Move over, DevOps: Top 8 tools to enable GitOps in the cloud

DevOps used to be the buzzword in the industry but now, GitOps is ruling microservices and container-based platforms. According to Weaveworks, GitOps is ‘Operations by pull request.’ The core objective of GitOps is to automate the development process and enable high-quality releases more frequently. This has been the goal of DevOps all along, and so, GitOps is a logical extension of DevOps. Let’s dig deeper.

Understanding Git and Ops


Git is a distributed version control system and is used to manage your source code. Git maintains text files, certification files, and configuration files and also helps you collaborate with your team. Git enables you to have all your infrastructure setup within a code base. For example, if you want to create a Kubernetes cluster, you can do it using code.

Ops is responsible for the release of code from the development environment, its deployment, and rollbacks. It also takes care of the management of code in the production environment.

GitOps is an operational practice that uses Git.

Why GitOps?

GitOps is used to deploy applications in container based environments like Kubernetes. A repository is a centralized platform to keep resources. Users can pull resources from the repo whenever necessary. In GitOps, operations are driven using the Git repo.

Git repo’s version controlling systems and peer reviewing systems help in automating the deployment process for production environments. This is done using continuous delivery and automated pipelines.

Webhooks deliver data to other applications on a real-time basis. The webhooks from Git can be leveraged to push configurations into Dev and test environments.

Here is a list of the top eight tools that enable GitOps in the cloud.

1. GitHub

gitopsNo surprise that GiHub — now owned by Microsoft — is the central tool for GitOps. GitHub is a repository tool. It is a platform that helps people build software together. It enables people from the different parts of the world work together without having to meet up. People can open issues on GitHub. Issues are discussion threads where people can report bugs, request features or even ask questions.

When you build a new feature to a software you can open a pull request to merge the changes with your team. Pull requests allow other people to review and discuss the changes you are proposing. In GitHub, everyone has a copy of the source code. If somebody in your team comes up with a new idea to make your application better, they can add changes to the source code. GitHub keeps track of everyone’s contributions.

Once the code is signed off by all the team members, you will be able to incorporate the changes to the new project. The new feature will become available to everyone as soon as you merge it in the project.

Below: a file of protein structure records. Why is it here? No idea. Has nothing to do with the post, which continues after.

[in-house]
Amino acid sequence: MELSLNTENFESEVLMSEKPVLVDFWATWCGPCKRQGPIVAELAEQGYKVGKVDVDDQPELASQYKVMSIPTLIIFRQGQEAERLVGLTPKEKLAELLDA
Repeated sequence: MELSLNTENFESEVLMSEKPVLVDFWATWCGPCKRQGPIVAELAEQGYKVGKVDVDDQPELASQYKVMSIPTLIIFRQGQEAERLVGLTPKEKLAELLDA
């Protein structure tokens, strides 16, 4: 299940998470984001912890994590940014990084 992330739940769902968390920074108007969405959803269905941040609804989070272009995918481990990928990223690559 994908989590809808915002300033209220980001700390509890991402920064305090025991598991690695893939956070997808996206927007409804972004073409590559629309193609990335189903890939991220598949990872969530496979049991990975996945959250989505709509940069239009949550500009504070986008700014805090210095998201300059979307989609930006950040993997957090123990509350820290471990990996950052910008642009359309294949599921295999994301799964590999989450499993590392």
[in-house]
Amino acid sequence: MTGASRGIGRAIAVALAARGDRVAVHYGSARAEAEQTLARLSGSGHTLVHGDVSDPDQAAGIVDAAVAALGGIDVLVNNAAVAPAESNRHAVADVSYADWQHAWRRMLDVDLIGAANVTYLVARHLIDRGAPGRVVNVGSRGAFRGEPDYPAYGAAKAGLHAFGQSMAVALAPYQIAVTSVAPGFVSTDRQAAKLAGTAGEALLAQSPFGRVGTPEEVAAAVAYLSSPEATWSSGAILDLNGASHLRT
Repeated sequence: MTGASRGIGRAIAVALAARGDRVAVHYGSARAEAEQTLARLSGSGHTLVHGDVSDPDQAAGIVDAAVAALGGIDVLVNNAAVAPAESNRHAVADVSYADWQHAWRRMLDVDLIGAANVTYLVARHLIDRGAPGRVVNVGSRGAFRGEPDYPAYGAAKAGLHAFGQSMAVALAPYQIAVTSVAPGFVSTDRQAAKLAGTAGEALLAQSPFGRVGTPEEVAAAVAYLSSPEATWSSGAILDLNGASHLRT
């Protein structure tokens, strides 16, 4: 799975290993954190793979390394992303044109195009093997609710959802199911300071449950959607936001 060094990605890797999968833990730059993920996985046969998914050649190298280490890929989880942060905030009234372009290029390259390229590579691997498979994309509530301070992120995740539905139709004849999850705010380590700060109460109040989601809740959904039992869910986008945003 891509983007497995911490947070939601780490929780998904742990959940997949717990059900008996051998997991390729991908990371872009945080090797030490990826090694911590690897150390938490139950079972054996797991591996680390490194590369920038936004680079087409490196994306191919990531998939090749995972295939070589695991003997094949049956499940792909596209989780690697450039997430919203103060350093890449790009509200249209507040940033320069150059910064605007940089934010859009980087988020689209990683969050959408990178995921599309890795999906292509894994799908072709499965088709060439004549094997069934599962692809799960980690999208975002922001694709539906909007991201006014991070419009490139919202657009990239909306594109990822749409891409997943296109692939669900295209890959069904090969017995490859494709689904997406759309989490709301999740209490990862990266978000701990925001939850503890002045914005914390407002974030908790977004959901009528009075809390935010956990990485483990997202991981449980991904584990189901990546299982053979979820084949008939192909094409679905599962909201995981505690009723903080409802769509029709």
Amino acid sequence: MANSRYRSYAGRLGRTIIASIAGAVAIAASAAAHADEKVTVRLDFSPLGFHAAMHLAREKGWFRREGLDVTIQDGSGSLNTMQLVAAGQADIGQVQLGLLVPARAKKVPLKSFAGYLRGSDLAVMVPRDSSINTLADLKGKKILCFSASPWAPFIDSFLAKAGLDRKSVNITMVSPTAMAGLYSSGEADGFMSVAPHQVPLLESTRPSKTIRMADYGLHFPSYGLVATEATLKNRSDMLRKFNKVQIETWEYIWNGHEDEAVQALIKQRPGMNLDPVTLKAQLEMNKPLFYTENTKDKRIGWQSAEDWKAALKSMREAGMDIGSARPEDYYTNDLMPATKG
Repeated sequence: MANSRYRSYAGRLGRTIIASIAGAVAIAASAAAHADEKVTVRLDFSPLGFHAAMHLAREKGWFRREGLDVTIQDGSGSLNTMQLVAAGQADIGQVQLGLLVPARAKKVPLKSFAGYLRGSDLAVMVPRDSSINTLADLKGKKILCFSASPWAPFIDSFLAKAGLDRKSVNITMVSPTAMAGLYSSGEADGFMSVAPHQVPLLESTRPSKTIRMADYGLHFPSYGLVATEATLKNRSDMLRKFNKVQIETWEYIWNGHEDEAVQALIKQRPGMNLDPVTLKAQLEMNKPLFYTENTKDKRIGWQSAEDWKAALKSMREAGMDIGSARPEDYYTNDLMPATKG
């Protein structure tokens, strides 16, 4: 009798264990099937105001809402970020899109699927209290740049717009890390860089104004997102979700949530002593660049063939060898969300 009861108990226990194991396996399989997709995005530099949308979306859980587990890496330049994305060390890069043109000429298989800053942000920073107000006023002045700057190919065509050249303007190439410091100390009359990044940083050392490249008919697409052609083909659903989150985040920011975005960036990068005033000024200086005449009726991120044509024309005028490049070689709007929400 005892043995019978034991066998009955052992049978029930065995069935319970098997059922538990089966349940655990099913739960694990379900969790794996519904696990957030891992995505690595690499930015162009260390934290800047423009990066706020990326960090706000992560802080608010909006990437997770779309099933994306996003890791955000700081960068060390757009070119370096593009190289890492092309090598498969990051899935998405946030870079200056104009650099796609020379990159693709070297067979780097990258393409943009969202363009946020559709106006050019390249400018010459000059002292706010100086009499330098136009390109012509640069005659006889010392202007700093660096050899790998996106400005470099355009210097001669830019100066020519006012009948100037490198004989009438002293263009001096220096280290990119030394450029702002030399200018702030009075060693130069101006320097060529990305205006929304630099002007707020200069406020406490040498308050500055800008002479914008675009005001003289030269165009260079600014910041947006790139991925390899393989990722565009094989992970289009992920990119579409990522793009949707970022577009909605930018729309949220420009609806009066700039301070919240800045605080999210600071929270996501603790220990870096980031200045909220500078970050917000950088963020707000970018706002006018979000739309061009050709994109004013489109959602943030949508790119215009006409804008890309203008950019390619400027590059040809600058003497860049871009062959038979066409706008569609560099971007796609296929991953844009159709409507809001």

2. Bitbucket

Bitbucket is also a repository tool like GitHub. The difference between GitHub and Bitbucket is that Bitbucket hosts mercurial repositories, unlike GitHub that hosts Git repositories.

Both Git and mercurial are used to track changes in computer files in co-ordinated work environments. The difference between Git and Mercurial is the way they represent commits. Mercurial represents commits as diffs, while Git represents them as snapshots. Diff is a data comparison tool and is used to show the difference between two versions of the same file.

GitHub is open source and has over 14 million registered users and more than 35 million repositories. Talking about source code, Bitbucket is not as open as GitHub and has only 3 million registered users. But enterprises developing proprietary source code find Bitbucket more appealing. They find Bitbucket as a better place to keep their trade secrets. Bitbucket is also preferred by freelance developers who like keeping their code private.

3. Cloud Build

Cloud Build is a build automation tool owned by Google. Google Cloud Build allows you to create fast and consistent builds across languages. It gives you total control to define workflows for building across environments like VMs, Kubernetes, Firebase, etc. Scaling is another big advantage that Cloud Build offers. It allows you to parallelly run multiple builds without any delay in response. Access machines are connected via Google’s global network and they result in extremely fast builds.

The platform comes with a wide range of privacy control options. Features like role-based access allow you to control who can create or view your runs. Google’s unparalleled security enables you to identify package vulnerabilities for container images. Google gives you 120 minutes of free builds every day and you can run up to 10 parallel builds. With Cloud Build, there cannot be a better reason to say goodbye to the grunt work of maintaining your own build servers.